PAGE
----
Reading the biography "Martin Luther" by Eric Metaxis was an eye-opening experience for me, a German-ancestry Methodist. I was completely unfamiliar with the Catholic church which Luther encountered around the year 1500.
Just a quick Thanksgiving story. It was 1958, I was 15 years old, and the whole extended family was gathered at the farmhouse in which I grew up. Tables were lined up end to end, table settings were counted over and over. Were there enough chairs? Plates? Table cloths? How to get all the pies served? The details seemed endless.
Deer hunting is here. Now is when the best part of deer season starts. Now is when hunters get their money's worth, not about hunting specifically, but while spinning yarns about how they got their deer. I think they hunt just so they can talk about it.
It was May, evening, 1969. I and Ted—a radio guy attached to my unit—had, as I remember it, reconfigured a single sideband receiver so that we could tune Hanoi Hannah in. We had to do it on the sly; the lifers frowned on extra-curricular activity. We listened to her, mainly because she had the coolest music. I don't hear it much anymore, but when I do hear In-A-Gadda-Da-Vita by Iron Butterfly, I am reminded of the taste and smell of the nights of Vietnam, and of Hannah, who played it.
I've reached an age where suddenly The Bucket List makes more sense. A bucket list is a bunch of those things you've never done, things more "out there" than normal. Things unlike doing stuff you've been doing forever, like going to town, going to work, making your bed, washing windows, etc.
The family farm in Iowa where I grew up, the buildings and land now owned and cared for by my brother Mark, has become more front and center in his and my mind. That's because he has an opportunity to sell the buildings. Because of that, and because those buildings are still quite full of reminders of our parents, I made a trip down there recently and brought back what was left of dad's and grandpa's and maybe grand-grandpa's horse harness.
After explaining loop quantum gravity last week, a new sense of bravery has overtaken me, and this week, despite the probable widespread confusion that will ensue, we will examine another phenomenon. Warning: This topic will arouse new and as yet undiscovered personal feelings. This is America, where by now if you haven't become accustomed to new daily assaults on your personal feelings, then you're well overdue. (What! You thought I was going to add to the mountainous pile of poo our president has accumulated? Nope. That's large enough already. We're ready for a new topic, aren't we.)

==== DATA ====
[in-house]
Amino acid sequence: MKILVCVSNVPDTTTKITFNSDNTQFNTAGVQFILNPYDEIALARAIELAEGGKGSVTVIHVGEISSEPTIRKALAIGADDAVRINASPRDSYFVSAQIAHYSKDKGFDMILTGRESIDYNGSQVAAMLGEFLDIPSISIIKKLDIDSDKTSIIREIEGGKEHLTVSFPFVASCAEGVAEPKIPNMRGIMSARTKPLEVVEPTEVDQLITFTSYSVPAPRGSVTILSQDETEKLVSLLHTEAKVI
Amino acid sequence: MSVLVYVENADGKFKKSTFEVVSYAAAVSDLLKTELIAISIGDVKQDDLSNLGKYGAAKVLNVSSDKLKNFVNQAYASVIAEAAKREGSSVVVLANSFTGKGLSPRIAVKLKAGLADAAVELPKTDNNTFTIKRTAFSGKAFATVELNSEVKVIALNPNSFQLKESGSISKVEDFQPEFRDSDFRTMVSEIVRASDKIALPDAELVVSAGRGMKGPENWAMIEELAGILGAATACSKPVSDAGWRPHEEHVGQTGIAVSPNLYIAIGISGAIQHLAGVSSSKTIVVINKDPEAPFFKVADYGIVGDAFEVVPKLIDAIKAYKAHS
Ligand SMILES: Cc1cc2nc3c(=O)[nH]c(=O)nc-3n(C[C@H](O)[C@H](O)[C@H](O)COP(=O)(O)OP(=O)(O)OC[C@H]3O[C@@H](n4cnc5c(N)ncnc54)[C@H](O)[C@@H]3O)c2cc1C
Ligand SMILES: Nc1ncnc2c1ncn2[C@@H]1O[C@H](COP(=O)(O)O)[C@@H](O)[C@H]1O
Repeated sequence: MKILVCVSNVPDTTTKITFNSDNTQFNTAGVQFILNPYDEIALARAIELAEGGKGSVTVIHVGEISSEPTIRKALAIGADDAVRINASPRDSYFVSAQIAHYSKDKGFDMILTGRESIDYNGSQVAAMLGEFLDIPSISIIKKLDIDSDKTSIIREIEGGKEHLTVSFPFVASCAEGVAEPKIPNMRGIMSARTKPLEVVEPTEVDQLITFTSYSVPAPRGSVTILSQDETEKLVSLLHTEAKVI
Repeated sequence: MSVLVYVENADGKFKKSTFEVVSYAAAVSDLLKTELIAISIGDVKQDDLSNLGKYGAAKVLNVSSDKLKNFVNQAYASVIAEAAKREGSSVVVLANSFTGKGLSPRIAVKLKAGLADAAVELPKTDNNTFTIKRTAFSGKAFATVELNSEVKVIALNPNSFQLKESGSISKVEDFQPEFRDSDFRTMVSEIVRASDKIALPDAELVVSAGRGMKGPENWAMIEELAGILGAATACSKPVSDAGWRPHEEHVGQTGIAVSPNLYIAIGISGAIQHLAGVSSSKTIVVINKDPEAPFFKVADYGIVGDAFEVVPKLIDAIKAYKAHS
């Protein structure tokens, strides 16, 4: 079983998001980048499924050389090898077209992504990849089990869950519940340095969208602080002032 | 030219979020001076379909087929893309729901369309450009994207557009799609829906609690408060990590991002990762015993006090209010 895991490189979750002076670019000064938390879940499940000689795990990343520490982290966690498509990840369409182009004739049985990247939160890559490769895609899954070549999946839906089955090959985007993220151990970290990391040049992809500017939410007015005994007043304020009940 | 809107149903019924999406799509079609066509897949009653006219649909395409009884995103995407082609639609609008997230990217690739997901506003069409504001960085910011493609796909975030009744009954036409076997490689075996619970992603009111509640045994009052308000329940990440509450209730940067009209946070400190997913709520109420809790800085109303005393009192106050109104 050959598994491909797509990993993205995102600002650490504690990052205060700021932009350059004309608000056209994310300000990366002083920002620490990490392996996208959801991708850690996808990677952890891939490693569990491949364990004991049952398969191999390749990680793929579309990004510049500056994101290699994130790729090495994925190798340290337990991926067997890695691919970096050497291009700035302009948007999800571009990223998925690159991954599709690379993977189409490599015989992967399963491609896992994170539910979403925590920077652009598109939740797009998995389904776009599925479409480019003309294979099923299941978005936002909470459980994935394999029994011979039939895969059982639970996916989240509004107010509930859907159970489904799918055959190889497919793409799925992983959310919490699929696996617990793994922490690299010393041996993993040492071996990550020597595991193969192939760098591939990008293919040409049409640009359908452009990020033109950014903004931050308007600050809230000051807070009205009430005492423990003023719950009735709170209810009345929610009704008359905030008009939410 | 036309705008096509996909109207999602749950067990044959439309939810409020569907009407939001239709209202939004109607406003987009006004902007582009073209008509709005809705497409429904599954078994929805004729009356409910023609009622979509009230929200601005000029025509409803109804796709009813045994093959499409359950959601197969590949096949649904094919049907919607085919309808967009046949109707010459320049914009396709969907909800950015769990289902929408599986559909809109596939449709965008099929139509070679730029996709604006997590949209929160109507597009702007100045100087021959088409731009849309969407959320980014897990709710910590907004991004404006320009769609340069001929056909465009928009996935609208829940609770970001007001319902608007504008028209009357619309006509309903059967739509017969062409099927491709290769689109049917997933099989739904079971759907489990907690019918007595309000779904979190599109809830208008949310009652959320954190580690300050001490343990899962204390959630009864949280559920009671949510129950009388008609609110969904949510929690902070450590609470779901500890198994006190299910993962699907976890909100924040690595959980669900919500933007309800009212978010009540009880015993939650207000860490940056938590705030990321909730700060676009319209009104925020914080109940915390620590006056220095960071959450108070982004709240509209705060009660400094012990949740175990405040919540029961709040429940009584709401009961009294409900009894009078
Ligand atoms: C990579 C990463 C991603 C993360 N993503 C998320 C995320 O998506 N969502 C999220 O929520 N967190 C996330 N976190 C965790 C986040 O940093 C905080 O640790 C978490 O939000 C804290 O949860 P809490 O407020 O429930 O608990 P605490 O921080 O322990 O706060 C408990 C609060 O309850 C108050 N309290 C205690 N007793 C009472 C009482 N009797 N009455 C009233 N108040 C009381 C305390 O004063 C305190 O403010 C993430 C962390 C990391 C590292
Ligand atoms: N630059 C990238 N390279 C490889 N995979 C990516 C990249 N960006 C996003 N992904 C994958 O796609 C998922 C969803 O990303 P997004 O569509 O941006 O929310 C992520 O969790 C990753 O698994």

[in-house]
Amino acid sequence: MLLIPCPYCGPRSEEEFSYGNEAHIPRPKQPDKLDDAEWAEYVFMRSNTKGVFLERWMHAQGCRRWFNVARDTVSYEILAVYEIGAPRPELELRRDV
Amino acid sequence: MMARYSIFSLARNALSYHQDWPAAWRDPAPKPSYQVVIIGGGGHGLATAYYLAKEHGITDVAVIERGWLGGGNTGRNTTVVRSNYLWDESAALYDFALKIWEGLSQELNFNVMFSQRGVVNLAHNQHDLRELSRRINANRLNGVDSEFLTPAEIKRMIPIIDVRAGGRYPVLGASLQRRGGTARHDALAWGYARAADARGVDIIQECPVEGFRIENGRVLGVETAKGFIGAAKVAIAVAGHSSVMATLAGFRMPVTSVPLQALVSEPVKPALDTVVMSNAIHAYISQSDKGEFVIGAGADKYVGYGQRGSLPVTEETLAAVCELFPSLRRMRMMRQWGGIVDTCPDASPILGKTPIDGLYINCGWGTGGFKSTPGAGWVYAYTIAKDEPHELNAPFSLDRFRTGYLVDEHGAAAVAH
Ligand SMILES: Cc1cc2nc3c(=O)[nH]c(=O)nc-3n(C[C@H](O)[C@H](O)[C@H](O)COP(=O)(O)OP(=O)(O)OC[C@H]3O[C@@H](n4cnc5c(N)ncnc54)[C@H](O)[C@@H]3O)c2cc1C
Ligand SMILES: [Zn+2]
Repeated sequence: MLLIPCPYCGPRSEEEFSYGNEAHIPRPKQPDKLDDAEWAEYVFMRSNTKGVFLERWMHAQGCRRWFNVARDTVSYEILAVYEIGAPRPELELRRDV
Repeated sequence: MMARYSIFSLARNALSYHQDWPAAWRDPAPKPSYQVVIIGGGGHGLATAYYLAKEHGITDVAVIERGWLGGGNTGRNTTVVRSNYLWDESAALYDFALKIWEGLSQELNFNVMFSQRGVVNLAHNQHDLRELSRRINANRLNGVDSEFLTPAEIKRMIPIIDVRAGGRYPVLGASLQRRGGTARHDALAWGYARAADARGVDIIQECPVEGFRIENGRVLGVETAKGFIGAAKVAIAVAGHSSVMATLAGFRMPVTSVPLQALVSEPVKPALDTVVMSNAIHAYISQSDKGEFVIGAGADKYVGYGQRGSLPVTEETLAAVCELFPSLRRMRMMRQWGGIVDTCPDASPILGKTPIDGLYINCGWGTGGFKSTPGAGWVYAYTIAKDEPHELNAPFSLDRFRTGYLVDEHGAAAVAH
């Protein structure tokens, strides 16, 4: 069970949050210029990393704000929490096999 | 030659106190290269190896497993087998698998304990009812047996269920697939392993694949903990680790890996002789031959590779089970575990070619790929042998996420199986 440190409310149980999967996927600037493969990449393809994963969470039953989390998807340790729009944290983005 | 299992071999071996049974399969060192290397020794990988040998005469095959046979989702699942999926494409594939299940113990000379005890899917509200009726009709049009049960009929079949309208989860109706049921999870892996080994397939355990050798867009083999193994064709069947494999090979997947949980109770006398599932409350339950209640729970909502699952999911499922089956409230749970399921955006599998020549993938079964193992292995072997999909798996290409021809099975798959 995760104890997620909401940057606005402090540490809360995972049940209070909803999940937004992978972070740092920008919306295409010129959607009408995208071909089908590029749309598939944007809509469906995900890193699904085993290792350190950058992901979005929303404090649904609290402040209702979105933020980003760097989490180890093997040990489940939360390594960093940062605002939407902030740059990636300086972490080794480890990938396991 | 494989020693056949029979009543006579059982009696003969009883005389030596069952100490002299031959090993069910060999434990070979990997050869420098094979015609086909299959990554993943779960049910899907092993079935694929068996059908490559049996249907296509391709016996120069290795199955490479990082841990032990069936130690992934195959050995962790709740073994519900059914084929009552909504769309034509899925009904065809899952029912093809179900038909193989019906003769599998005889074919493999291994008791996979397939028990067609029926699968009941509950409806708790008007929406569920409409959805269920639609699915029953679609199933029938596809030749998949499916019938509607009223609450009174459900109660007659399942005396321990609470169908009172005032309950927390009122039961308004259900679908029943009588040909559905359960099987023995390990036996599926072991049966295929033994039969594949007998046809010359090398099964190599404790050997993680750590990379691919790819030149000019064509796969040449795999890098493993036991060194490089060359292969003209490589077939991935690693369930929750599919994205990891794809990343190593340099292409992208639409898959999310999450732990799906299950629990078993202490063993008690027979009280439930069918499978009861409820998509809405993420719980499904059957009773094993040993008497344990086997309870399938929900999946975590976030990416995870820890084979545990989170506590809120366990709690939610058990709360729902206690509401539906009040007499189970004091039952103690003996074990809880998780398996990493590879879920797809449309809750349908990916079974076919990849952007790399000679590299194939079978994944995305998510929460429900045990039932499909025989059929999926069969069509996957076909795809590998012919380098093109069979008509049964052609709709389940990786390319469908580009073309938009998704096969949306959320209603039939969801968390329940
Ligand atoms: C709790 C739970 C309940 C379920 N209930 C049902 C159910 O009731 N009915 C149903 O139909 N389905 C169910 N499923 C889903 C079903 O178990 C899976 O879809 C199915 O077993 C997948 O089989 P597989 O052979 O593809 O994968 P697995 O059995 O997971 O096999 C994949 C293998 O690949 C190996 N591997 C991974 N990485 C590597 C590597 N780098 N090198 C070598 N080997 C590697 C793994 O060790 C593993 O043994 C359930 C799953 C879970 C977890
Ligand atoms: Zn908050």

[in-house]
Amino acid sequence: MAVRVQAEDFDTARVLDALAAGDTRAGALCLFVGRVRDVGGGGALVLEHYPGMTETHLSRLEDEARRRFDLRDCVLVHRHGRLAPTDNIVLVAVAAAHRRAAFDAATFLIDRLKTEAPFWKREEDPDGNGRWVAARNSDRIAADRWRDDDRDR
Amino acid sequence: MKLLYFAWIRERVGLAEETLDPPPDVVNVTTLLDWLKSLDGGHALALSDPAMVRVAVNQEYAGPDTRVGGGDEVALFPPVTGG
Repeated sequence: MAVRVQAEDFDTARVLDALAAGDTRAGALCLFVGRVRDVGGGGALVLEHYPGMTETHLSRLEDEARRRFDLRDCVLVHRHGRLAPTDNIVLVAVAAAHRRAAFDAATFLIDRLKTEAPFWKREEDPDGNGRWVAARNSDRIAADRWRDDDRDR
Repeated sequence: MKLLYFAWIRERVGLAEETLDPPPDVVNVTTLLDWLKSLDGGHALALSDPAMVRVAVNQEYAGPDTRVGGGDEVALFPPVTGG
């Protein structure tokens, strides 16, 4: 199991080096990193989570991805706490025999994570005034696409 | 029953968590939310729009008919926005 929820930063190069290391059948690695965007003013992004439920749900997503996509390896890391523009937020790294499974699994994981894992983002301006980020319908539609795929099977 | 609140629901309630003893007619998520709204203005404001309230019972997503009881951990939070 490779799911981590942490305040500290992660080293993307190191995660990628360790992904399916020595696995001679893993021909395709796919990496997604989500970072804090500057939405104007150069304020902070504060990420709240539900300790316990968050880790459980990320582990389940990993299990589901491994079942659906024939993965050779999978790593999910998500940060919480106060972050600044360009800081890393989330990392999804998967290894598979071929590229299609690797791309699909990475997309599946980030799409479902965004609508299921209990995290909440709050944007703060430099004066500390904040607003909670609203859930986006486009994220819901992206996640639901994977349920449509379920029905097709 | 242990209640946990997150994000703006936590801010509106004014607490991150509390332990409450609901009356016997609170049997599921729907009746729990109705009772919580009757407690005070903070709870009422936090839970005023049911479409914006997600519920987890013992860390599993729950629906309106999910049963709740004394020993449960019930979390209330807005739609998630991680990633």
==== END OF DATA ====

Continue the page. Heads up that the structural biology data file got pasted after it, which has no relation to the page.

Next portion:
"Despite obscurities, infelicities, and unanswered questions." So begins one chapter of Carlo Robeli's book titled "Seven Brief Lessons on Physics." He goes on to provide the reader with a dizzying array of guesses about the universe in which we live. Each guess has a substantial slice of supporters in the current world of physicists. None of them make much sense.
A recent family get-together has produced another Balderdash contest for you. In the Balderdash game, various words, movie titles, abbreviations, etc. are read out loud and the contestants have to produce realistic versions of what they're about. Here we go.
Six hundred cans of beer, somewhere around 40 bottles of wine (I lost track while counting corks afterward), most of a roast pig, 150 white chairs with 150 people in them, 30-some round white tables, maybe a thousand feet of fairyland lights on strings in trees and buildings and all over and lots of love and celebration and relatives and people helping put the farm into shape.